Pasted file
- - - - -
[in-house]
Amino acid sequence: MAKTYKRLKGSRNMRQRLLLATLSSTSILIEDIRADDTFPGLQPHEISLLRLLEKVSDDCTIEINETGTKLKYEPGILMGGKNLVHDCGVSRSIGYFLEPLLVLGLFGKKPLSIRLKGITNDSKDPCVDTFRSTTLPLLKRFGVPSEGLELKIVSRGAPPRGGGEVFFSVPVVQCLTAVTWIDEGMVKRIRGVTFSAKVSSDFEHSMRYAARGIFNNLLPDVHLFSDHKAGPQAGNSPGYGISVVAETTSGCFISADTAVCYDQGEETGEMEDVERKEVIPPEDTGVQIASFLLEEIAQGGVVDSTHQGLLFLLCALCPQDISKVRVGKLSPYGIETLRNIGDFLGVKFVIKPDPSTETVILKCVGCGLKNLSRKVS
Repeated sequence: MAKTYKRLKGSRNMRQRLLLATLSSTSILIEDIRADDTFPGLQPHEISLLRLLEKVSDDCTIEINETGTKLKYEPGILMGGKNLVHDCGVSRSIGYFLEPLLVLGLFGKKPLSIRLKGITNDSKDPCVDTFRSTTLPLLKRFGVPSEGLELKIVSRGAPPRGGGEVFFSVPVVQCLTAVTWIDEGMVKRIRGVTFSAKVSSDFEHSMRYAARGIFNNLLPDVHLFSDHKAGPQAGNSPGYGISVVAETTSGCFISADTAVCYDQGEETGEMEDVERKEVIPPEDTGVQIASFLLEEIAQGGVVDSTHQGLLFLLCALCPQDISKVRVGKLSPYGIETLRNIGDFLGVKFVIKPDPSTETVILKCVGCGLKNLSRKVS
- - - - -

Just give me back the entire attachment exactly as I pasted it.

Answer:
[in-house]
Amino acid sequence: MAKTYKRLKGSRNMRQRLLLATLSSTSILIEDIRADDTFPGLQPHEISLLRLLEKVSDDCTIEINETGTKLKYEPGILMGGKNLVHDCGVSRSIGYFLEPLLVLGLFGKKPLSIRLKGITNDSKDPCVDTFRSTTLPLLKRFGVPSEGLELKIVSRGAPPRGGGEVFFSVPVVQCLTAVTWIDEGMVKRIRGVTFSAKVSSDFEHSMRYAARGIFNNLLPDVHLFSDHKAGPQAGNSPGYGISVVAETTSGCFISADTAVCYDQGEETGEMEDVERKEVIPPEDTGVQIASFLLEEIAQGGVVDSTHQGLLFLLCALCPQDISKVRVGKLSPYGIETLRNIGDFLGVKFVIKPDPSTETVILKCVGCGLKNLSRKVS
Repeated sequence: MAKTYKRLKGSRNMRQRLLLATLSSTSILIEDIRADDTFPGLQPHEISLLRLLEKVSDDCTIEINETGTKLKYEPGILMGGKNLVHDCGVSRSIGYFLEPLLVLGLFGKKPLSIRLKGITNDSKDPCVDTFRSTTLPLLKRFGVPSEGLELKIVSRGAPPRGGGEVFFSVPVVQCLTAVTWIDEGMVKRIRGVTFSAKVSSDFEHSMRYAARGIFNNLLPDVHLFSDHKAGPQAGNSPGYGISVVAETTSGCFISADTAVCYDQGEETGEMEDVERKEVIPPEDTGVQIASFLLEEIAQGGVVDSTHQGLLFLLCALCPQDISKVRVGKLSPYGIETLRNIGDFLGVKFVIKPDPSTETVILKCVGCGLKNLSRKVS